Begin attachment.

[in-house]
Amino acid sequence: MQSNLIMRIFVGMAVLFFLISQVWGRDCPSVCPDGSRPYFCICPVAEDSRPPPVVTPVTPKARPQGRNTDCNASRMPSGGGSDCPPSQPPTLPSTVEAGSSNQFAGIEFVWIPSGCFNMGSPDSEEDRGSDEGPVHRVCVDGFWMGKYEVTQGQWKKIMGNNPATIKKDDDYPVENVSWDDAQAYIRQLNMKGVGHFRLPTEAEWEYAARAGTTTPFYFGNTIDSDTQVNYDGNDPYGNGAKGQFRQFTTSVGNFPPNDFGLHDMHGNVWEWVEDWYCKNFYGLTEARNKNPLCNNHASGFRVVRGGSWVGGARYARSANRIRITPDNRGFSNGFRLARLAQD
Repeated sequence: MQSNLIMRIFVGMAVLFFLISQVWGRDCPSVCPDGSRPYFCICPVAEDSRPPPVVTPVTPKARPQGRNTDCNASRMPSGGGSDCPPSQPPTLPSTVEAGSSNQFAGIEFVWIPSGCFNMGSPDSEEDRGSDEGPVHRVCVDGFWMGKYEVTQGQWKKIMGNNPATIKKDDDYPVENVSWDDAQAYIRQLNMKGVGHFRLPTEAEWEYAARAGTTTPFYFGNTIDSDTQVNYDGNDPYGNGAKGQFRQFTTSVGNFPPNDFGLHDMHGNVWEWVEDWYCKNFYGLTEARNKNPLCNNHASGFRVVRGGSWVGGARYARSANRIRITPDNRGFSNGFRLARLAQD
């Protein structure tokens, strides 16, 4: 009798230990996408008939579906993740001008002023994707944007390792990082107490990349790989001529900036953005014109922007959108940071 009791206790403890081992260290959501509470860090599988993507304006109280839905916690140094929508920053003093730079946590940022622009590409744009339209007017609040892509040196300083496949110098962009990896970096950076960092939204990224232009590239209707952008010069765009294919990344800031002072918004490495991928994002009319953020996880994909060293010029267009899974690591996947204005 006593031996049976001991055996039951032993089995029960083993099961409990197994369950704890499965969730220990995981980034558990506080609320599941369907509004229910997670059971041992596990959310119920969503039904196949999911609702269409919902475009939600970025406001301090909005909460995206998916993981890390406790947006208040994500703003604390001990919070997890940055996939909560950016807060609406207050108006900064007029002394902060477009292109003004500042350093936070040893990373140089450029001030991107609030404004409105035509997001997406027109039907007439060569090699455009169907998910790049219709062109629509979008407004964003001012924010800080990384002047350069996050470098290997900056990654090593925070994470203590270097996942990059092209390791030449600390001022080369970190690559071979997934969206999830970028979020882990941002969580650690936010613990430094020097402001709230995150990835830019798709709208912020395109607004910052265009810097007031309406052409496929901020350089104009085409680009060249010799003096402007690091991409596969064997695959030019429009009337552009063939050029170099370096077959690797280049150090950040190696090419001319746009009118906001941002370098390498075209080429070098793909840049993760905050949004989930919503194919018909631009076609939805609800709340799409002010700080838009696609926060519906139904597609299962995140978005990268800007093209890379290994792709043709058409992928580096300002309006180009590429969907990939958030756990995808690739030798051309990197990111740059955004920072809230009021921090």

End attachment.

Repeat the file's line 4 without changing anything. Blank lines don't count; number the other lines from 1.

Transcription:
């Protein structure tokens, strides 16, 4: 009798230990996408008939579906993740001008002023994707944007390792990082107490990349790989001529900036953005014109922007959108940071 009791206790403890081992260290959501509470860090599988993507304006109280839905916690140094929508920053003093730079946590940022622009590409744009339209007017609040892509040196300083496949110098962009990896970096950076960092939204990224232009590239209707952008010069765009294919990344800031002072918004490495991928994002009319953020996880994909060293010029267009899974690591996947204005 006593031996049976001991055996039951032993089995029960083993099961409990197994369950704890499965969730220990995981980034558990506080609320599941369907509004229910997670059971041992596990959310119920969503039904196949999911609702269409919902475009939600970025406001301090909005909460995206998916993981890390406790947006208040994500703003604390001990919070997890940055996939909560950016807060609406207050108006900064007029002394902060477009292109003004500042350093936070040893990373140089450029001030991107609030404004409105035509997001997406027109039907007439060569090699455009169907998910790049219709062109629509979008407004964003001012924010800080990384002047350069996050470098290997900056990654090593925070994470203590270097996942990059092209390791030449600390001022080369970190690559071979997934969206999830970028979020882990941002969580650690936010613990430094020097402001709230995150990835830019798709709208912020395109607004910052265009810097007031309406052409496929901020350089104009085409680009060249010799003096402007690091991409596969064997695959030019429009009337552009063939050029170099370096077959690797280049150090950040190696090419001319746009009118906001941002370098390498075209080429070098793909840049993760905050949004989930919503194919018909631009076609939805609800709340799409002010700080838009696609926060519906139904597609299962995140978005990268800007093209890379290994792709043709058409992928580096300002309006180009590429969907990939958030756990995808690739030798051309990197990111740059955004920072809230009021921090």